Journal Express, Knoxville, IA

December 7, 2012

Bonstall taking $10K pay cut to come to Knoxville

By Steve Woodhouse

Knoxville — According to the Human Resources Department for the City of Grand Rapids, Mich., fire lieutenants, such as the man selected to Knoxville's next fire chief, Nick Bonstall, earn $69,263 annually, compared to the $59,000 he will receive here. 

Bonstall told the Journal-Express earlier this week that moving to Knoxville, with a salary of $55,000, would not make it feasible for him to move to Knoxville. 

"Feasibly, there wouldn't have been a way for us to do it," Bonstall said. The median household income in Holland, Mich., where Bonstall resides, is $40,647. Knoxville's median household income is $39,358. 

Bonstall has been working as a firefighter for 15 years, since he was 17 years old. He has lived in the Grand Rapids suburb all of his life. 

"It's a big move," Bonstall said. Though the move is large, chances are Knoxville and Marion County will not make him homesick.

"It reminds me of home so much," he said. For instance, Holland is a strong Dutch community, which also celebrates a Tulip Time. To be reminded of that, he will just have to cross the Des Moines River. 

Holland also has its own race track. Bonstall said he was once involved in racing, having driven go-karts and Late Models over the years.

"Racing is very near and dear to our family," Bonstall said.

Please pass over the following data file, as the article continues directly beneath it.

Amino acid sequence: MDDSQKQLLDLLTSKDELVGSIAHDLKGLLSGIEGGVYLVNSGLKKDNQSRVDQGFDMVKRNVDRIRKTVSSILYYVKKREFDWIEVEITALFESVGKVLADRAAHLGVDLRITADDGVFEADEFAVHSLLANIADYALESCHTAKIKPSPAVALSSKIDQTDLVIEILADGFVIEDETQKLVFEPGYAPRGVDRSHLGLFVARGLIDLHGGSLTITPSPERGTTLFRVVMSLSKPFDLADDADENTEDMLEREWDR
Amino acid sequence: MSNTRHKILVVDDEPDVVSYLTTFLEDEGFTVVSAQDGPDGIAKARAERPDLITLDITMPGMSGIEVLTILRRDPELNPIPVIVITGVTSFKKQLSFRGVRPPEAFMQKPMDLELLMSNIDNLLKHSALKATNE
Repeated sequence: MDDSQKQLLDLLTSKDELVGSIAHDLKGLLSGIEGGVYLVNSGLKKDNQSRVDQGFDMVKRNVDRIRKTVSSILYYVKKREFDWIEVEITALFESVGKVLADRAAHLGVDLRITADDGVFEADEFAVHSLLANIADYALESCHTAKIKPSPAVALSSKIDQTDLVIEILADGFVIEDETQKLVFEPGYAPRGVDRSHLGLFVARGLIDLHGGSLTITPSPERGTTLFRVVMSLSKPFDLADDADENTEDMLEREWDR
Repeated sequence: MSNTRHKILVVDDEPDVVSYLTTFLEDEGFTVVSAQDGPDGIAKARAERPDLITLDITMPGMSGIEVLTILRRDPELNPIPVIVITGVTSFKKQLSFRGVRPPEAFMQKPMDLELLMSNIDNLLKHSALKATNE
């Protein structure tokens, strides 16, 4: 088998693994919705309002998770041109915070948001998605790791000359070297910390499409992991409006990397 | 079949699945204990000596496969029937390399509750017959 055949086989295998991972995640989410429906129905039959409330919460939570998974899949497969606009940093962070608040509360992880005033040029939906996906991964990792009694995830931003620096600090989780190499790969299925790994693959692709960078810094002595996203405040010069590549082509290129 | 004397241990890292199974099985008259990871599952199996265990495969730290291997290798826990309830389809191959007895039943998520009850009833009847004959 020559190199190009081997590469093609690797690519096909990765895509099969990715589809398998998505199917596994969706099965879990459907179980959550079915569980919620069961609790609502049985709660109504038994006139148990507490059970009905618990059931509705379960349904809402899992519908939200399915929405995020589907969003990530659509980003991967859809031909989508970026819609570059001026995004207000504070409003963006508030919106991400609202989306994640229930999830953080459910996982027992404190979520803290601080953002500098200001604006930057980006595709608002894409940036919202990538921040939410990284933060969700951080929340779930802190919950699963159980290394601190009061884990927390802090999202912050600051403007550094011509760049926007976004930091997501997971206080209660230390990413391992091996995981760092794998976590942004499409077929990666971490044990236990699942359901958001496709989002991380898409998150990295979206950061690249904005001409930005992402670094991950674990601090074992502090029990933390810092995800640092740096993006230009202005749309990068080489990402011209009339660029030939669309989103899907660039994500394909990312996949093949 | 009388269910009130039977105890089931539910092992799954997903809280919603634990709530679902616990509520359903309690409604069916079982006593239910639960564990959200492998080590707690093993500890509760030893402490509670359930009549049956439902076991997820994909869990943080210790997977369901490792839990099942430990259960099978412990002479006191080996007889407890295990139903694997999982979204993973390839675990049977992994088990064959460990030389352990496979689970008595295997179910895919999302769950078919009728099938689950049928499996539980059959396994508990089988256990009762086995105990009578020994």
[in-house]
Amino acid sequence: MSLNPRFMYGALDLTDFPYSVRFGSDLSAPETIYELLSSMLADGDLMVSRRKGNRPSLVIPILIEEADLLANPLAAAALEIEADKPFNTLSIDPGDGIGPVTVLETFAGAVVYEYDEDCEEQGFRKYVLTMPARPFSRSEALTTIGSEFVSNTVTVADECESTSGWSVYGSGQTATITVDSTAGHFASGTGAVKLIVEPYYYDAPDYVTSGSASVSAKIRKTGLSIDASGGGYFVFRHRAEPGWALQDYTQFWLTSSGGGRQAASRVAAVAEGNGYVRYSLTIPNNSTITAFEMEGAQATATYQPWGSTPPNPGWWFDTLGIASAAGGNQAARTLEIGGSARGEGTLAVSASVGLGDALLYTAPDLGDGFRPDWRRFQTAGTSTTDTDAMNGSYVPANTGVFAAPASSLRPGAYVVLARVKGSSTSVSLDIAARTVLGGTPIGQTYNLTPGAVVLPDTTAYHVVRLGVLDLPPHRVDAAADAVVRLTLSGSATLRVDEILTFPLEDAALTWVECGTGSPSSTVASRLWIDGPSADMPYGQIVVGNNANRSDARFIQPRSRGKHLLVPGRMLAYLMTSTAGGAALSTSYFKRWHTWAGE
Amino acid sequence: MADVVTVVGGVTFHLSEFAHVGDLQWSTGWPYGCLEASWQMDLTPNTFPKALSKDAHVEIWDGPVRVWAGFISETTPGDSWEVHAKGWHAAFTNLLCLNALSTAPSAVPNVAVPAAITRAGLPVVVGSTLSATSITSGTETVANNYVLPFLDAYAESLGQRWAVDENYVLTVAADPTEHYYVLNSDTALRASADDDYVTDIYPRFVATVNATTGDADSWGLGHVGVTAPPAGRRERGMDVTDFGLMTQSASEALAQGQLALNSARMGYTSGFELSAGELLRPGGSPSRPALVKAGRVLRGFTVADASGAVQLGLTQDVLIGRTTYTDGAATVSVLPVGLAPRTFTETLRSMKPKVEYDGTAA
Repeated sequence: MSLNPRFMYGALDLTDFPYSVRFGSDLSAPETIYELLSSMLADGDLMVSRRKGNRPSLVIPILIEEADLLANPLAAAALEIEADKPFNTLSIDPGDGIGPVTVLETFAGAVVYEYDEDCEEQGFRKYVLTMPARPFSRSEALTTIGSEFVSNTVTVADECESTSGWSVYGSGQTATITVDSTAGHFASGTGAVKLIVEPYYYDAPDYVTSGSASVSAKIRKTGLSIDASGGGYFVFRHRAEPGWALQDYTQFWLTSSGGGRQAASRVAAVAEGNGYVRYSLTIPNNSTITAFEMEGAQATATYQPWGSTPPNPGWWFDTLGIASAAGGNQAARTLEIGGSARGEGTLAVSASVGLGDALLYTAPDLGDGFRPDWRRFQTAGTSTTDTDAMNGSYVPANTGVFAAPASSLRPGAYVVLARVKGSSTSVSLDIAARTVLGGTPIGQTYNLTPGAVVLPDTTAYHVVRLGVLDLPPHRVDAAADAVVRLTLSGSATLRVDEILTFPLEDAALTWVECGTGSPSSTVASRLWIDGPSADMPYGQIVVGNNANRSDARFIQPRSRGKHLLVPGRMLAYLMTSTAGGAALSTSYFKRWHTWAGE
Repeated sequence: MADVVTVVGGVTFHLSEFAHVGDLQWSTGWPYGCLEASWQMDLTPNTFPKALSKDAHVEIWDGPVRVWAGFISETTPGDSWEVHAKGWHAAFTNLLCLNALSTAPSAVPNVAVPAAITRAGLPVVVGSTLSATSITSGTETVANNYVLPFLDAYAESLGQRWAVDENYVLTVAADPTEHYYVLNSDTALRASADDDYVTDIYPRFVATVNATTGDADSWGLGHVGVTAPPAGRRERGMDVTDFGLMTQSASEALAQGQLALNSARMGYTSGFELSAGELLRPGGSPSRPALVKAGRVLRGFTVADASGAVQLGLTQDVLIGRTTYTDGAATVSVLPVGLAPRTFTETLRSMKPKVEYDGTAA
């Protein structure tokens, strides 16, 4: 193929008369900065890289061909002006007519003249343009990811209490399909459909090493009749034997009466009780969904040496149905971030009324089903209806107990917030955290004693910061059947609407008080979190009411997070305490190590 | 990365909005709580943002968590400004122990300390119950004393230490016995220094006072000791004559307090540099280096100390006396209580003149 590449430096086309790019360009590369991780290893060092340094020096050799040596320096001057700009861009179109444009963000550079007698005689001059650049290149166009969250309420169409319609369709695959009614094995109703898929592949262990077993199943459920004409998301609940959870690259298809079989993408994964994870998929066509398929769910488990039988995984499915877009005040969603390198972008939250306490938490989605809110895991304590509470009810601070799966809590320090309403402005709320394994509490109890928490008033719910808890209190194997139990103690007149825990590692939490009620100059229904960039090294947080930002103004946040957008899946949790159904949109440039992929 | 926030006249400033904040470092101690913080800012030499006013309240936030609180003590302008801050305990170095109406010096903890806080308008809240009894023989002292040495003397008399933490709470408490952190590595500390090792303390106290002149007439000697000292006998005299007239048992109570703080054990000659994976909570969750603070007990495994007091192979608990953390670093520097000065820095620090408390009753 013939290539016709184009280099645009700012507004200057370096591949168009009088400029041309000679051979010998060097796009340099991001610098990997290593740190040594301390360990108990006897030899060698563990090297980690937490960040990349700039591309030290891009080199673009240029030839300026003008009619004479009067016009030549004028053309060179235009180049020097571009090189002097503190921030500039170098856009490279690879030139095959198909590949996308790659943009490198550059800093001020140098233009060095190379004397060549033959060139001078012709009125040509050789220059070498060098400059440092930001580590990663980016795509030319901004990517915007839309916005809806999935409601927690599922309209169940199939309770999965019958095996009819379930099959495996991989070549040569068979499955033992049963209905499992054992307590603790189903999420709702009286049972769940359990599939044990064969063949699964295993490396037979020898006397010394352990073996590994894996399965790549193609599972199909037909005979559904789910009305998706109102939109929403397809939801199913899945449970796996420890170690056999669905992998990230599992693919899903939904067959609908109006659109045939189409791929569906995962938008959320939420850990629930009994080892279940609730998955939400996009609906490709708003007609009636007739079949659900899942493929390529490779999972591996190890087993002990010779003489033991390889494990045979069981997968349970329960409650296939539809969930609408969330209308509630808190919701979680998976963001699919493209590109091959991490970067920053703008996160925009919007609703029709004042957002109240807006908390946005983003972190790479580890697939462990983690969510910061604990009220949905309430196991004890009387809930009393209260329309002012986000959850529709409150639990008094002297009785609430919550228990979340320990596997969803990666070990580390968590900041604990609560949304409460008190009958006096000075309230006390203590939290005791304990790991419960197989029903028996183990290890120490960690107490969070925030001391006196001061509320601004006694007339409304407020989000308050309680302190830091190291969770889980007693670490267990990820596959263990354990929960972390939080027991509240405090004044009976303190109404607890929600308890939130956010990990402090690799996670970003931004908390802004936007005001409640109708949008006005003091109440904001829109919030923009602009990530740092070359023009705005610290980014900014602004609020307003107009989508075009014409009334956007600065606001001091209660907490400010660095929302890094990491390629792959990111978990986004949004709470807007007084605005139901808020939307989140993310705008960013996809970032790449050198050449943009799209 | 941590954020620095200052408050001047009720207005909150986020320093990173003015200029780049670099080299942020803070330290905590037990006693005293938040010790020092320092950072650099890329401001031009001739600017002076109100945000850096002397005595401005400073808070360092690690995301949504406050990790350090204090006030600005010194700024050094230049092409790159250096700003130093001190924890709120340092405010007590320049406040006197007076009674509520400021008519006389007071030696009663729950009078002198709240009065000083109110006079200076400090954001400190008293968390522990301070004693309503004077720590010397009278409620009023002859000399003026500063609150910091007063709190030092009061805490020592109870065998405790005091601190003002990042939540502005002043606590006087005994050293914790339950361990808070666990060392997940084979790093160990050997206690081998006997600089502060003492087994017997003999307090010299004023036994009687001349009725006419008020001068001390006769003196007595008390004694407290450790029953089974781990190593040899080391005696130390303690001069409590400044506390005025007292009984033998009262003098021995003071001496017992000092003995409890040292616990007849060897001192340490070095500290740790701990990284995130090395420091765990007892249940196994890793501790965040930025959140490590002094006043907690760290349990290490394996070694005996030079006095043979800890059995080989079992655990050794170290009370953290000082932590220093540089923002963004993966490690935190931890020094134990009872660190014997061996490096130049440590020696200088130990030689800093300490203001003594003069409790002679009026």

Bonstall will be moving to Knoxville with his wife of seven years, Kristi, twin newborn daughters and a son. The couple began dating in high school. Both are eager to come to Knoxville to be a part of the community. Kristi has been a softball coach and into sports. She wants to try to get involved in local sports when they arrive. Knoxville City Manager Harold Stewart indicated that Bonstall should be able to take over the fire department in February 2013. 

Professionally, Bonstall has been a member of the Grand Rapids Fire Department management team for four years and an officer with the department for seven. He has experience with emergency planning, hazardous material planning, and has training experience. 

There are 225 full-time firefighters on the Grand Rapids department, staffing 11 stations that serve a population of 190,000. The biggest joy of being a firefighter, for Bonstall, is knowing that he can make a difference. He relishes the ability to communicate the public about fire safety, to pass on the knowledge of what the public can do to protect themselves and take a proactive approach. 

When he gets to Knoxville, his top goal is to get to know each person on an individual basis. He wants to learn each member's goals and why they joined the department. 

Overall, he wants to get to know Knoxville's vision and providing leadership to see it through. He is not interested in coming to town and making the department his, without respecting the wishes of those already serving the department and the community at large. Bonstall intends to reach out to the community through the media, Chamber of Commerce, schools, churches and anywhere else he can. 

Bonstall is eager to pick a local church to attend. He is a Cadet Leader at his local, Christian Reformed church, and he teaches Sunday school. 

Moving across the country will be difficult, but he is eager to raise his children in an environment like Knoxville's. Working in Grand Rapids has forced him to respond to violent emergencies, such as shootings, on a routine basis. 

Bonstall added that he respects the job Greg Higginbotham has done, while serving as interim fire chief. Higginbotham has served in that capacity since February. 

"I think Greg has done a great job," Bonstall said. "All of us together will make a stronger fire department."